Appropriation in Education

I’m glad to see many people responding to our #MasQueSombreros /#MoreThanSombreros challenge and enjoy the new hashtag #ReclaimCinco (on Instagram and Twitter)

As educators, we must demand the end of the appropriation of the Mexican culture. This is never more prominent than on Cinco de Mayo.

Stop with the Sombreros. Stop with the Talking Tacos. Stop the mustaches. Stop the donkeys. Stop the cactuses and maracas. Stop the appropriation of a rich culture. Let’s educate, not stereotype.

I urge our followers to help put an end to the stereotyping. We don’t need to look any further than one of the largest Spanish Teacher companies, Teachers Discovery to find this. Let’s look at their following products:

Mexican Appropriation by Teachers DiscoveryThis product is labeled as “HILARIOUS”. What is so hilarious about a donkey and sombrero? The review posted on the website trying to sell it even attacks it. And I can’t agree more with this person:

“My name is Vanessa XXXXXXXX. I am an ELL/Spanish teacher in Iowa. I was born in Zacatecas, Mexico. As a world language teacher, my job isn’t just teaching the language, but it also includes teaching cultural competency and breaking stereotypes, not enabling them. As a member of the Mexican community, I find it shocking offensive that Spanish teachers enable stereotypes. My culture is not a costume and it’s disturbing to know that there are teacher who buy sombreros, maracas, and sarapes and allow students to take selfies with these products. When they do this, they’re not  giving their students a proper representation of what the Spanish speaking community is. In fact, it is enabling stereotypes. Not all people who speak Spanish wear sombreros. It is like saying all Americans look and act like Honey Boo Boo.

I do not walk around wearing sombreros, ponchos, maracas while riding a donkey. When I saw the product “Hilarious Prop for Spanish Class” I was in shock. With the way Latinos are represented in the media, do we Spanish teachers really need to add more to the negativity? The  title even says it all. They are mocking the Spanish speaking community. How do these props help our students learn the language and culture? How does it benefit them?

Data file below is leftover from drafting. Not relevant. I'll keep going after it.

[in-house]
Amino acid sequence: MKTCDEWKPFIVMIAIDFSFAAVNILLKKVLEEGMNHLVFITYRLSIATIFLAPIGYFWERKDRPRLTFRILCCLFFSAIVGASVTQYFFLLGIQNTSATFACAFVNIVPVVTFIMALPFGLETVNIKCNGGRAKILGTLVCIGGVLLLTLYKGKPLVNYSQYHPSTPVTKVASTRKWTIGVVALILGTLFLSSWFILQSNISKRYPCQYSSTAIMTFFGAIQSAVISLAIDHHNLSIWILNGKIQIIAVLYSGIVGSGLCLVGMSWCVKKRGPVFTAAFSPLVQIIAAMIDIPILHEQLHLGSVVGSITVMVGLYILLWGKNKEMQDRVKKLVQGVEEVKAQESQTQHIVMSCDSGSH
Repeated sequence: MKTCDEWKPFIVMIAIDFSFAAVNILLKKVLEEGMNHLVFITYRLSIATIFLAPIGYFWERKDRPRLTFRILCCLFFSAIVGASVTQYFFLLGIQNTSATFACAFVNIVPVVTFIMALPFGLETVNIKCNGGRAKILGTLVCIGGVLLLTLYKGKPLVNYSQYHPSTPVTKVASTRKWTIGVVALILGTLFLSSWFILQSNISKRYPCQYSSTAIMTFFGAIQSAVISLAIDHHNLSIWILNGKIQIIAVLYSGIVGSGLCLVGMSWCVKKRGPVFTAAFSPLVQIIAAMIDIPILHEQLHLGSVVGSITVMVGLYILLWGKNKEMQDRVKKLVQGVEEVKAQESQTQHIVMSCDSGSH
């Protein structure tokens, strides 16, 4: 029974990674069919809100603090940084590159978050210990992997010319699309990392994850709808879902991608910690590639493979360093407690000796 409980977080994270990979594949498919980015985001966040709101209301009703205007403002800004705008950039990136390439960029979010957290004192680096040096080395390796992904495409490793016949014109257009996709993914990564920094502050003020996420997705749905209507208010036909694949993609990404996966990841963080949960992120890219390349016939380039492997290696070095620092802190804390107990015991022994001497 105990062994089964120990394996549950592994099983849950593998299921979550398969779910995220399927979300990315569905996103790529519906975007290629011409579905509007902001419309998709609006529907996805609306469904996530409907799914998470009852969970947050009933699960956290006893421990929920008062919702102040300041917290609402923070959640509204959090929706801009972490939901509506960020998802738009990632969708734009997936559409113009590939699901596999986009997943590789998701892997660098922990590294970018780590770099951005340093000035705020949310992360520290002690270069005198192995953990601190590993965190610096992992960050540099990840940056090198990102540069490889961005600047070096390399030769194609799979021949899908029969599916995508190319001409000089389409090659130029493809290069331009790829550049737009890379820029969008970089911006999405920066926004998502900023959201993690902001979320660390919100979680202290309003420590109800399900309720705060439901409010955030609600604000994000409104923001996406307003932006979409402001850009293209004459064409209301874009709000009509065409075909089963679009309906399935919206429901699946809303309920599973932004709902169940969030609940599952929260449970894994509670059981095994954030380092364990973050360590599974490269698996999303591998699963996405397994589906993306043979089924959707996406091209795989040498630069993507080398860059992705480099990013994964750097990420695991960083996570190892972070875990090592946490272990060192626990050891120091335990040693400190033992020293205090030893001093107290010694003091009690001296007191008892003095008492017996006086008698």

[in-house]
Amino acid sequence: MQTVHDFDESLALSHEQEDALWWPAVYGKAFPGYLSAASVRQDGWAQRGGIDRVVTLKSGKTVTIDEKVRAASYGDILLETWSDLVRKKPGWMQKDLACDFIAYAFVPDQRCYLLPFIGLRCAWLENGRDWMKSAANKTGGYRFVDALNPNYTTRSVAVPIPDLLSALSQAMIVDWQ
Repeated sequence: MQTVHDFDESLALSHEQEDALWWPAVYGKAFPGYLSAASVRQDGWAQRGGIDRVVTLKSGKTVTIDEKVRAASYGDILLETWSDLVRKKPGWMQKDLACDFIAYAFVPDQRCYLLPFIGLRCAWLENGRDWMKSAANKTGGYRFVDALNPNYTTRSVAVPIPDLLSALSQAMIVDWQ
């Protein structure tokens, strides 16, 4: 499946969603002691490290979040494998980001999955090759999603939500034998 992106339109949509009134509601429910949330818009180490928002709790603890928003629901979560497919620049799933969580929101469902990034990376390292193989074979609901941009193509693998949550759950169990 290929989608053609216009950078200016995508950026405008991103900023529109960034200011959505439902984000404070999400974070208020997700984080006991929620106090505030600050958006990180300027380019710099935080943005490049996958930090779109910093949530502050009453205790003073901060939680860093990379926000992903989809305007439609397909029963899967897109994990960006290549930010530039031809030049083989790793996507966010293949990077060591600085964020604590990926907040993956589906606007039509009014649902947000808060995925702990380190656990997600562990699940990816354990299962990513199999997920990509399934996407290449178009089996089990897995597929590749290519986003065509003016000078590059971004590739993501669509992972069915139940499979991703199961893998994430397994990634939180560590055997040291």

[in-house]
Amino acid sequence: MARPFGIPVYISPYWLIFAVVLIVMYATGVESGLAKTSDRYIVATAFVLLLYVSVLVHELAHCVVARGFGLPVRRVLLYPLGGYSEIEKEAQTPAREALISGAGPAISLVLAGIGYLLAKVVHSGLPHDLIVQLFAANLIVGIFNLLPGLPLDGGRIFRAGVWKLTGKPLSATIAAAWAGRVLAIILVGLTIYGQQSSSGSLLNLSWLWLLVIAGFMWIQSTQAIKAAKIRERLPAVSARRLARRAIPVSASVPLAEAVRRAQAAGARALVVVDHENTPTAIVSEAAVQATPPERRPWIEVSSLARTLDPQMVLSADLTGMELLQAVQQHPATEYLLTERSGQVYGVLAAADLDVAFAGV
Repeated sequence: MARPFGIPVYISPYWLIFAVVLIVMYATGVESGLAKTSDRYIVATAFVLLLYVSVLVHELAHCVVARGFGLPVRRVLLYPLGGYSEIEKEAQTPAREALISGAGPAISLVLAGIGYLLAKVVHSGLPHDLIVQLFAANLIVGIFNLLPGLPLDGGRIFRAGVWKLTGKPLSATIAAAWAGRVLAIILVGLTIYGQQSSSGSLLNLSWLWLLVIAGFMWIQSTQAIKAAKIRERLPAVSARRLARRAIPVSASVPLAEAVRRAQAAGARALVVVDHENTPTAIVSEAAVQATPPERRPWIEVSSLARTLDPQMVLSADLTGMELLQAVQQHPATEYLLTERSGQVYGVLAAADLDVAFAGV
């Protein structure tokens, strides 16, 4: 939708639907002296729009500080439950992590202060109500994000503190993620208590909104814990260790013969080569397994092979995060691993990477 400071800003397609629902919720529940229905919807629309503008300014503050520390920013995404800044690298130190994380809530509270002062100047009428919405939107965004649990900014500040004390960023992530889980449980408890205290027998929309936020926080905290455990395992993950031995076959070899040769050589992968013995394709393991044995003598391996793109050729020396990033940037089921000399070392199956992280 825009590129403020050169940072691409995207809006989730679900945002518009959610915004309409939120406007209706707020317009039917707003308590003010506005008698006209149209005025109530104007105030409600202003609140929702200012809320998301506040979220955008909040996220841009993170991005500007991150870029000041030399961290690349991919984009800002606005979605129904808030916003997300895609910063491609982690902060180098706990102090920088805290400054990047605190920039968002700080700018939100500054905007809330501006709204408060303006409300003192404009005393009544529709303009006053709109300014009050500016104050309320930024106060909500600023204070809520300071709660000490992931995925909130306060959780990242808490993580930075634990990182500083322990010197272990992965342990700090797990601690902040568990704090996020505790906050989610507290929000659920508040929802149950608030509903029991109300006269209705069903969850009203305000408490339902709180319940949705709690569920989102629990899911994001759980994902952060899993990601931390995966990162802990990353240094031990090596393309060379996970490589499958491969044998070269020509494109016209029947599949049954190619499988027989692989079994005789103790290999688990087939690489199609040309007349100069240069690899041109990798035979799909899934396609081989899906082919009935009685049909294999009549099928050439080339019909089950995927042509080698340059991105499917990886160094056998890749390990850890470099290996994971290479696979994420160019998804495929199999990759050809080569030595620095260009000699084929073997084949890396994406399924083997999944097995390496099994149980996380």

In my country, sombreros are regalia for charros and escaramuzas. My people are more than a sarape and sombrero. Spanish teachers, I urge you to discover and experience what Mexican culture is really like. Teacher’s Discovery has a book called VOCES that has authentic cultural materials. Let’s give our students a more realistic view of the Spanish speaking community by breaking away stereotypes instead of enabling them.”

But they keep selling it!! Why? Probably because people are buying it. Let Teacher’s Discovery know this is unacceptable. Tweet them at @_TDSocial, email them help@teachersdiscovery.com or fill out their Contact Form.

Let’s look at some more of their products:

OnlySombrerosSure, I guess we could associate speaking Spanish to wearing a sombrero.

 

 

Probably the most offensive piece of all is the following:

 

Mexican Costume from Teachers DiscoveryA “Sombrero and Sarape Set”. Their description says to decorate your walls. Yet, both of the pictures on the product page show white kids wearing it as if it were a costume. Do I really need to explain how this is offensive? Culture is not a costume!

Please let your voices and concerns be heard so Teacher’s Discovery does the right thing and removes these products from their stores. As a store for teachers, these products have no place in the 21st century educational marketplace.

 

 

Contact @_TDSocial, email them help@teachersdiscovery.com or fill out their Contact Form to tell them to be a responsible educational company.

*UPDATE* We did it. Thanks to everyone for contacting TD and sharing your concerns. TD has listened and has removed the not-so-hilarious photo prop and has removed the pictures of wearing  the serape/sombrero.
TeacherDiscoveryOffensiveImages

About spanishplans

Spanish Educator, with focus on acquisition Educator Enthusiast I love learning about and sharing culture. Love traveling through central and south America. Music is a big part of my life and my teaching.
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